An Excerpt from a Memoir.
This morning I woke feeling much the same as when I'd gone to bed. Discontent.
I did however, have a fantastic dream about Greece. In my dream everyone was fabulous! Very dark black hair and eyebrows and beautiful Romanesque features. All the Greek women were incredibly well dressed, smart and chic. I remember I was trying to get a job as a rabbit keeper. There was a rabbit hutch, that also sold ice cream, situated in a huge Multiplex cinema, as was the normal custom in Greek cinemas. I so adored the rabbits that I decided I would stay and take over from the old Greek man who was leaving his position. It was exciting, there was much to learn!
I awoke from this Island getaway just as we were entering the city Plaza. Goudi-esque buildings lined the rectangular space. I walked up the grey slab steps to see a woman training seagulls that would copy her exact movements. I stopped to watch, smiling in fascination. The gulls suddenly took flight and as they fluttered in a frenzy I woke up.
Back in my bedroom.
My eyes begin to take in my surroundings; a bright light shining through the window, the sound of birds chirping outside. I stretch and gradually my mind floats back into my body as it shifts from its deep slumber. It is at this point the same familiar feeling of dread washes over me. As if I'm waking up after a night of heavy drinking and all the memories of the bad decisions I made come flooding back. I sigh deeply and roll over disgruntled, not wanting to accept the reality that is my life.
I start to be able to feel all the places my body aches; that niggle I know all too well in my left forearm, my aching hips, my stiff painful feet, that same creaky spine and of course the relentless twitching. In the last two months every morning has been very similar to this. Some days are better but most are the same. It began almost a year ago now. This downward spiral into my sad little existence.
I was living in Spain at the time. I had been selected (along with one other) to take part in a Da Vinci Program placement. We were sent to teach windsurfing for a German company called Club Mistral in Tarifa. The idea was that we would gain first hand knowledge and experience of how windsurfing was taught abroad, bring these skills home and apply them to centers across Ireland. For us though, it was really just a two month paid holiday.
I remember arriving in Dublin airport to meet James, the other participant. James was a young guy, fresh out of school and eager, ready for anything. He seemed nervous when I arrived. We sat down in one of the airport cafes, our luggage piled around our seats. There was an air of anticipation, of adventure around us and a feeling of being separate from the rest of the holiday-goers. We were going to live in Spain, not visit. James was fidgeting in his seat and proceeded to tell me he'd “been out for three nights and ended up sleeping in an abandoned house” the night before. This explained why he was so on edge. He then asked if I “had any tobacco”. I apologized, explaining that I'd quit a year ago.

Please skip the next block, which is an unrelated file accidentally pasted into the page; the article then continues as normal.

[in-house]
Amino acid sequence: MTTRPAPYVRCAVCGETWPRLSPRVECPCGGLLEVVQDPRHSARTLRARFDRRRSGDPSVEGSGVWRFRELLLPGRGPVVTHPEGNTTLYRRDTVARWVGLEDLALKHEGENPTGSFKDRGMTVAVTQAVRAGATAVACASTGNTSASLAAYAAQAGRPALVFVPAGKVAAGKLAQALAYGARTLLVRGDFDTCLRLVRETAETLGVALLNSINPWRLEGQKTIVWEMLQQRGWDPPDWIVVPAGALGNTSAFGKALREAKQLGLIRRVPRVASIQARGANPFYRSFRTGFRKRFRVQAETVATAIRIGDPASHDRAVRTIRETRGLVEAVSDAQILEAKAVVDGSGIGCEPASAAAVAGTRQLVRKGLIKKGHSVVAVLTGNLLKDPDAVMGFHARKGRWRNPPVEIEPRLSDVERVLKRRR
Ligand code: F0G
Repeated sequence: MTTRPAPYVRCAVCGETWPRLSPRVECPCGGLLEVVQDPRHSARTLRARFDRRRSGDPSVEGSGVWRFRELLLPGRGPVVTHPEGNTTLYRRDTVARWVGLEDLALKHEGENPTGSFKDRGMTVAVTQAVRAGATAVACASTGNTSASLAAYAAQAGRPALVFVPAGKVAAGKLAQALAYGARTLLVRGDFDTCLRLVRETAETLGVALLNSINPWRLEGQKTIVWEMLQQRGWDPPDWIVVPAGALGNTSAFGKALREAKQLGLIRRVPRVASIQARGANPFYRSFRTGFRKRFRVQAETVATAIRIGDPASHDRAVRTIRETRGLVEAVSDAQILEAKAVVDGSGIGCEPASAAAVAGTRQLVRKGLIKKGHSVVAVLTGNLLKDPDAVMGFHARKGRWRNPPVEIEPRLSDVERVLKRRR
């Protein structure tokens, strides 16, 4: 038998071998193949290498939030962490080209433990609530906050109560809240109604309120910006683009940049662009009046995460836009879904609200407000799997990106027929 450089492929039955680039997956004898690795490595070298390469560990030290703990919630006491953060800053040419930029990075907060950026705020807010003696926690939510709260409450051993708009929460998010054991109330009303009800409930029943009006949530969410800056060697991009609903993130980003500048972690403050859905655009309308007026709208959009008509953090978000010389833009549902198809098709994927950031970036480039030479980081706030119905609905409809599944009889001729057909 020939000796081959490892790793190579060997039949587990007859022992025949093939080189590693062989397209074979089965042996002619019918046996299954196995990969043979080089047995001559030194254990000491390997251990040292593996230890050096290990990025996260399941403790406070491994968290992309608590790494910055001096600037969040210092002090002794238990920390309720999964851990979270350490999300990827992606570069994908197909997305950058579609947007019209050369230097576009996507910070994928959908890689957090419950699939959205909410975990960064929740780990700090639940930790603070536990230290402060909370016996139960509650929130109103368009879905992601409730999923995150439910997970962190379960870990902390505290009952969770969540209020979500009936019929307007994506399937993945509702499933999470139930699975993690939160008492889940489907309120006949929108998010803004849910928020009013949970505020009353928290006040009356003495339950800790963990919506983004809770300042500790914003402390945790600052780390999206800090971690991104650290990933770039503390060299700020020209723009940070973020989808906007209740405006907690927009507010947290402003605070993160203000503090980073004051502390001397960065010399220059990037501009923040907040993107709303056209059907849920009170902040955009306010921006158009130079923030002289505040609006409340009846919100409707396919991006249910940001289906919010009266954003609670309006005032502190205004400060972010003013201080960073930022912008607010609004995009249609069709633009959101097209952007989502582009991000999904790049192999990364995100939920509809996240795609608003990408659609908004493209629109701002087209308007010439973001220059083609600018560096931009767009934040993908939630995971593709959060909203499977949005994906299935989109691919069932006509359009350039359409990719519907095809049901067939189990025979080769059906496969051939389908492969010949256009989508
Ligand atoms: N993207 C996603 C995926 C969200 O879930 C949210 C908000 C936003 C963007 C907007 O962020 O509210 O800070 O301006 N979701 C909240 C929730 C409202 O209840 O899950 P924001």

To me, James was a typical profile of so many young people in Ireland. We were divided in our culture, perhaps in every culture but it seemed more apparent in Ireland. Perhaps because it is a small country. From what I had experienced growing up, there were three 'groups'. There was the 'hippie' kids; children of the English hippies who'd fled during the reign of Maggie Thatcher for a 'better life in the country'. Then you had the 'GAA' kids. Sport fanatic parents screaming them on at the sidelines of every village football match, the referees pocketing massive amounts of government funding put towards ''keeping our heritage alive” rather than fixing the roads. Then the 'normal' kids. Those poor unfortunate few born into relatively non-dysfunctional families that had to be stuffed in with the rest of us come secondary school.
In my younger years I fell into the 'hippie' kids category. Maybe I still did? My Mother had escaped England in 1997 (when I was four) for her dream life as an artist in the wild hills. There was something particularly melancholy about our 'group'. As if we were carrying on the traditions of an older generation that had no place in our time. Still we did it; the drugs, the parties, the 'rock n roll' lifestyle. When I hit eighteen I realized it wasn't for me.
Waking up on a grubby mattress, neon psychedelic hangings all around in a circular wooden shed outside someones house on the side of a mountain in West Cork. Other bodies lining the couches, beanbags, benches, anything that in some way resembled a bed. The repetitive beat still playing, some people, drug fueled, still up dancing to what can only be described as one noise being played over and over with the occasional build up, a pause, only to start again. The smell of bonfire and wet ground wafting in the door. An unfamiliar boy passed out next to me. You get the picture.
Thats not to say that I didn't enjoy my teenage years and all those nights spent dancing in the rain. Of course I did! It was just everything that I was trying to move forward from – my youth and naivety. And now it was following me to Spain to live, eat and s**t with me for two months. 'Great', I thought.